Said the gramophone recently said about a track from the new Ratatat album that they weren’t sure what it was music for. I feel the same way about andorra; this is not an album for weddings, funerals, long walks with grandpa, car rides, waking up, going to sleep, cooking, reading, dancing, sitting still. Here’s an idea, one that might find as ludicrous as you would this album which, basically, takes the last 50 or 60 years of pop music and cooks each one up with electronica, classical flourishes and Daniel Snaith ever quiet voice: This is an album for listening. Things reveal themselves, layers that you might have not noticed before pass by and you say “huh,” the slight stutter of the blipping drum part, dueling clarinet lines, bells, birds, and backing vocals. Somehow, despite every song on this album having lyrics, I don’t think I could sing a single line of it; the vocals just act as another sound in the mix. This is a beautiful, meticulous clusterfuck.
Mice Parade- Self Titled.
The old kids book warns us not to give a mouse a cookie. Likewise, general wisdom goes that you don’t give a drummer an album (See: Ringo, Phil Collins, Ginger Baker). They will either solo for hours on end (ginger baker), or try to play guitar (Ringo) or suck (Phil Collins). Here’s one for bucking that trend; Mice Parade singer/songwriter principle Adam Peirce is a drummer at heart, and this an album, for once, that benefits from having a sticksman at the helm. These song are made powerful by Pierces well sculpted, augmented. intricate rhythms. Sometimes they’re pounded out on a drumset like a suicide watch beating on a shark tank (see opener “Sneaky Red” the absolutely perfect “The Last Ten Homes,” the regret draped “Satchelaise,” or the distant closer “The Night After Fiction”), sometimes they’re tapped out on old plastic right next to the vocals (“Double Dolphins on the Nickel”) and sometimes they’re just implied, the blank space where the guitar leaves off (the lovely late- album duo of “Swing” and “Circle None”). This is an album nourished by its beats.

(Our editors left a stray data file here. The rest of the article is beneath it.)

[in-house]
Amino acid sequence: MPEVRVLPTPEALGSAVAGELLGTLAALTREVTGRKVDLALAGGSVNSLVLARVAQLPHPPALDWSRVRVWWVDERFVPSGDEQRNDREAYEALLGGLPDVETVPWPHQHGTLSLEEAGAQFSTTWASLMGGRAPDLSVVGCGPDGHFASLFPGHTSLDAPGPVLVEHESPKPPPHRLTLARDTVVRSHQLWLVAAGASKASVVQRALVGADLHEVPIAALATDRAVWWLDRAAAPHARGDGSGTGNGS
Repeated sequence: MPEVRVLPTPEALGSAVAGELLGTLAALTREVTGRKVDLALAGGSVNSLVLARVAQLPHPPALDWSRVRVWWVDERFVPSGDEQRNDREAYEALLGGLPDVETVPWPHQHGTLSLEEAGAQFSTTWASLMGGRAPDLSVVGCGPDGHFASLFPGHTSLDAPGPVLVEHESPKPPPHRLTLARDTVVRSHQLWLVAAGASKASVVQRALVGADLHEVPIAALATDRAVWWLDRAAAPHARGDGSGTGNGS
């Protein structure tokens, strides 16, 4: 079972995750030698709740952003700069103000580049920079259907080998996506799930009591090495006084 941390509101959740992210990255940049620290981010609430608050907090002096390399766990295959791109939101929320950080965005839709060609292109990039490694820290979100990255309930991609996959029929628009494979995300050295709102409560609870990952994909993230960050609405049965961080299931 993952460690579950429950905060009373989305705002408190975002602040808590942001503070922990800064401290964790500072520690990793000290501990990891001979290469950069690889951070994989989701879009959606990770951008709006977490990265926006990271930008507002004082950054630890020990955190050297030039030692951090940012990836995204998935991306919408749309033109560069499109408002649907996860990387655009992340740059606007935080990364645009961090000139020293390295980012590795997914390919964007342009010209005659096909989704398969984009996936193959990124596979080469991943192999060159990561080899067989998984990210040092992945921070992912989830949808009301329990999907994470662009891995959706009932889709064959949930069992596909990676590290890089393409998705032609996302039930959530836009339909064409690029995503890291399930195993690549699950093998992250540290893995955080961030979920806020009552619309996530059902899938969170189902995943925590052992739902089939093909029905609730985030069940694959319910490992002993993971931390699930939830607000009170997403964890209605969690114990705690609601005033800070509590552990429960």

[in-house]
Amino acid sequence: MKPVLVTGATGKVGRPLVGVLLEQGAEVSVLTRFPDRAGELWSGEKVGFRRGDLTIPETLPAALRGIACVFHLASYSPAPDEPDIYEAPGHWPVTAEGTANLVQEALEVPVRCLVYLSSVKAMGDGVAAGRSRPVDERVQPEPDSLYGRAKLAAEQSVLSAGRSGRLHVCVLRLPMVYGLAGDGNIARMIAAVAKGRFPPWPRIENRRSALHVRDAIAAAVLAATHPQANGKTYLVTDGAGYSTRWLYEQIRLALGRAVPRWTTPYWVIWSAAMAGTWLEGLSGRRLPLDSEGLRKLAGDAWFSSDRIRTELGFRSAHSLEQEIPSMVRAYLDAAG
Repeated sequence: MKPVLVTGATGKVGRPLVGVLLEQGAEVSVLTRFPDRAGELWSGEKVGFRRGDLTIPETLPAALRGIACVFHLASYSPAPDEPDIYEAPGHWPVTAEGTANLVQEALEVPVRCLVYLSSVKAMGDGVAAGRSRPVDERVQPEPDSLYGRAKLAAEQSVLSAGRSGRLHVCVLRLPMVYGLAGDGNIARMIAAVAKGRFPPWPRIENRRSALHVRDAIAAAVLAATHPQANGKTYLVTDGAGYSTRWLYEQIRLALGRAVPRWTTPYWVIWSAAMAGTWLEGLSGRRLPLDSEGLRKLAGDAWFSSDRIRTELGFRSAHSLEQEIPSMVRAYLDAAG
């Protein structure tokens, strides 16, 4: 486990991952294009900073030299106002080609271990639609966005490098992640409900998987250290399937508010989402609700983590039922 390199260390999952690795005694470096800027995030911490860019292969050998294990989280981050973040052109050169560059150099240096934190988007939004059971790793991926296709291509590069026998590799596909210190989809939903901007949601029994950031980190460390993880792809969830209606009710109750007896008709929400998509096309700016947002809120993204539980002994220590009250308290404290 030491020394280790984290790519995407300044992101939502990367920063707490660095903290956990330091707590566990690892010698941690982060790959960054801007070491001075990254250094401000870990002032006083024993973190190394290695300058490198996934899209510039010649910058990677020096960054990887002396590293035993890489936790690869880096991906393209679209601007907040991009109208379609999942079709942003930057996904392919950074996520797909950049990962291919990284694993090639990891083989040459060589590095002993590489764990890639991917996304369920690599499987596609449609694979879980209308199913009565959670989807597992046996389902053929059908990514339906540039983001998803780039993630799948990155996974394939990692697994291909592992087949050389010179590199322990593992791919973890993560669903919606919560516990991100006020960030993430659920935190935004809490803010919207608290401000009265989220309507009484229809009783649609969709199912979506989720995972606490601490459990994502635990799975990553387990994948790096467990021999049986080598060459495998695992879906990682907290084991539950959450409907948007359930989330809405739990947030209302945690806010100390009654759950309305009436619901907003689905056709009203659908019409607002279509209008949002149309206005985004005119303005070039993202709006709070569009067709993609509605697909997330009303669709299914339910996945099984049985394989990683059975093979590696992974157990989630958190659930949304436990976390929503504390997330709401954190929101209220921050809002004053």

Field Music- Tones of Town.
I thought this one was a weed at first, and with weeds, you’ve got to do some uncovering, get down to the roots, pull them out from there. And, wouldn’t you know it, the more I uncovered of this brilliantly mundane, architecturally sound, heir to both early XTC and late period Jam, the more I realize exactly how great it was. This is an album so interesting because, it, like the Mice Parade album, knows the power of a good rhythm. The word for this album is restless (which makes sense; the band dissolved shortly after its release). “Working to Work” sits, tries to laugh, and fails through a morning commute, “Sit Tight” is that bitter little song no one in my age bracket want to think about; being young, intelligent, and absolutely stuck. “Tones of Town” speaks of the suffocation of small town england as its chords just build and build tension which brilliantly, doesn’t actually get released. First Single “A House is Not a Home,” with its jumpy piano and foot stamping drum part, is even restless to set down roots and start getting old and familiar, but it can’t even do that yet! Excited but bored, caustic but well dressed, think of this album as a period piece, a cross section, and one the most creative and underlistened to albums of last year.
(and also: Shout Out Louds- Out Ill Will, Sharon Jones and the Dap-Kings- 100 Days, 100 Nights)